“I was hopeful I’d come back and be lights out,” Turnbull said. “Hasn’t happened. But it’s a process. I felt very much supported by the fans. Awesome feeling.”

It was a common refrain from players afterward, from newcomers who had never experienced Detroit’s special brand of Opening Day, to guys who have been here before.

“We love the environment, the excitement,” Hinch said. “There’s only one first day every year, and Detroit does it right.”

Tick-tock

It’s timeless, and yet once again, the clock is ticking. Baseball has a new 20-second pitch clock to speed up the action, and it has worked efficiently, shaving about 30 minutes off most games. Two large digital clocks now tick beyond the outfield walls at Comerica Park, as the Tigers reset again. They also moved the centerfield fence in 10 feet, and no, that doesn’t mean the walls are closing in. It does mean change was badly needed.

Harris replaced Al Avila and quickly identified a major missing element. While posting losing records six straight seasons, Tiger hitters have been among the worst in baseball at swinging wildly and striking out. Their walk rate perennially sits at the bottom of the league. For an organization that pleads for patience, the message needs to get through to the free-swingers first.

The Tigers struck out seven times in five innings against Boston’s Chris Sale, and nine times overall. Through seven games, they’ve drawn 18 walks and struck out 70 times. Javier Báez, the $140 million acquisition a year ago, needs to be much better, hitting .080.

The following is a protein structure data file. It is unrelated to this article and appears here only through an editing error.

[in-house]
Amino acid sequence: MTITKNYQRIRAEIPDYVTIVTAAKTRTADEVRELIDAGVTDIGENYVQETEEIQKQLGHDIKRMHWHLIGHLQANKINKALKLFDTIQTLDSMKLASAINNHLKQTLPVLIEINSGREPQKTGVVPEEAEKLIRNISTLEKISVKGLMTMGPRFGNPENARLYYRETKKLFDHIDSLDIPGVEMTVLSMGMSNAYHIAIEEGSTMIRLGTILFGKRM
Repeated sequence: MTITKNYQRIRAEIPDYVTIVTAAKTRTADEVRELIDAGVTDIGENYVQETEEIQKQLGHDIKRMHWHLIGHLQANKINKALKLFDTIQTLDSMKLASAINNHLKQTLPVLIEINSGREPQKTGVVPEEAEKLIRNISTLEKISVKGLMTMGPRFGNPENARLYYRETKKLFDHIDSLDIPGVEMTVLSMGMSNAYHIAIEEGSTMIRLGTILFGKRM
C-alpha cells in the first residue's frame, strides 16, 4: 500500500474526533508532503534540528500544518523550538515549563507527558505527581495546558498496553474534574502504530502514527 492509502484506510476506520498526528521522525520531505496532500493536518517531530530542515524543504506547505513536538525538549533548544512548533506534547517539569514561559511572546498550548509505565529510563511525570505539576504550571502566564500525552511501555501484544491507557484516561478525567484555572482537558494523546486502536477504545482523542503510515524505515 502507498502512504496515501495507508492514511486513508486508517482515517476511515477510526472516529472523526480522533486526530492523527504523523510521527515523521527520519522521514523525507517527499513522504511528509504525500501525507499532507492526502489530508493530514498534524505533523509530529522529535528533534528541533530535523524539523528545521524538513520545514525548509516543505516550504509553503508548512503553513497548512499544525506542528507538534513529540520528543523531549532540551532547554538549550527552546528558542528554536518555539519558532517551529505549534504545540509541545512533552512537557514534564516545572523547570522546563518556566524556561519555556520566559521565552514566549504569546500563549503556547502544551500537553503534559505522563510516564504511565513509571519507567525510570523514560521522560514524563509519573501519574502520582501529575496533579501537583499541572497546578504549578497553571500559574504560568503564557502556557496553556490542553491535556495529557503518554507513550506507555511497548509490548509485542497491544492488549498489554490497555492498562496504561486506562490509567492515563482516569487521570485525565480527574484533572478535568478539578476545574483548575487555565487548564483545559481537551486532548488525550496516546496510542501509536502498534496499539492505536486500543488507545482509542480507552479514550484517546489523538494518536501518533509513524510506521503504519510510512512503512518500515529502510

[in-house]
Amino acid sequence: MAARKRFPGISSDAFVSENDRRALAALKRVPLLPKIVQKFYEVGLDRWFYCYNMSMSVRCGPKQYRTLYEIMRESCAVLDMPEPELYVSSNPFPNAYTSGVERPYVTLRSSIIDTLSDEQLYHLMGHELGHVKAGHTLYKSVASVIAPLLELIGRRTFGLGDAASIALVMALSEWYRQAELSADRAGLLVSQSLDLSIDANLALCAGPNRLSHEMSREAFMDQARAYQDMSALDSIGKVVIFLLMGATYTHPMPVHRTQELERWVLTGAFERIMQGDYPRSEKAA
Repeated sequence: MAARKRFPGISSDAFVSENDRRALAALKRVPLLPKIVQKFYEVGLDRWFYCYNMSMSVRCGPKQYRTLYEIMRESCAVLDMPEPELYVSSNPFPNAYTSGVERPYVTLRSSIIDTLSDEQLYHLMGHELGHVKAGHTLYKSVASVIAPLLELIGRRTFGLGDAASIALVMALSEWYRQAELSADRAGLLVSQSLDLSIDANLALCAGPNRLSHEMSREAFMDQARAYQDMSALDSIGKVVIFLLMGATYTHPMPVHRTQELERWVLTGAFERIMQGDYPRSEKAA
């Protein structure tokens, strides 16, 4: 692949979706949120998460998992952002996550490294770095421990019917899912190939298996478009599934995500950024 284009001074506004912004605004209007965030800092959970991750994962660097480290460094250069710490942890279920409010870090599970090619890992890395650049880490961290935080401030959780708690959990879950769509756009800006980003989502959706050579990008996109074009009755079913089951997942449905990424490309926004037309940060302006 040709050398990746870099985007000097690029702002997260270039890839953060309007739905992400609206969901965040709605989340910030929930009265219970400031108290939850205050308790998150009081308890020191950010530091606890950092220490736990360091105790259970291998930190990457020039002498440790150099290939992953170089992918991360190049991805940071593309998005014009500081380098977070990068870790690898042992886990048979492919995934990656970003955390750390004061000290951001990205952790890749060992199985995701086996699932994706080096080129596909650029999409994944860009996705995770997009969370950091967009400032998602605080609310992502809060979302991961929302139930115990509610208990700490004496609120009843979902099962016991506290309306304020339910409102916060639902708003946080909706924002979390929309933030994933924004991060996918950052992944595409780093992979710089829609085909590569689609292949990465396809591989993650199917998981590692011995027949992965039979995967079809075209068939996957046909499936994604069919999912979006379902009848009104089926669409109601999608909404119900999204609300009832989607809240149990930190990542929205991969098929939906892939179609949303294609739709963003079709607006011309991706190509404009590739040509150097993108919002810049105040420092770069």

“We’ve gotta earn back the trust and respect that the teams of yesteryear (had), where we’re used to being a playoff-caliber team,” Hinch said. “We’re trying to get there as fast as possible.”

It won’t happen this year, barring a shocking turnaround. It won’t happen magically one offseason. It will take more financial investment from owner Chris Ilitch, but for now, he’s still stuck without a foundation. He stuck with Avila too long, then had no choice but to pluck a sharp young executive in Harris, 36, from the Giants.

One of Harris’ first moves was to trade his best bullpen pieces, including All-Star Gregory Soto, for Vierling and Maton to jumpstart the lineup. They’ve brought energy and defense, as have Greene and Torkleson.

Vierling is hitting .333 and becoming a fan favorite, and the feeling is mutual. He heard all about Detroit’s revered Opening Day tradition, and it lived up to the billing.

“Everything I was told was on point,” Vierling said. “Electric atmosphere, all the fans were into it. It’s gonna take some time, but we play hard, we got some good young talent; we got guys that are hungry. It sucked we couldn’t pull out a win, but it was an awesome experience.”

Once a year, it always is. That part will never change, an ode to Detroit’s baseball history. For the new GM and all the new faces, the paid assignment is to make more days feel like Opening Day.

bob.wojnowski@detroitnews.com

Twitter: @bobwojnowski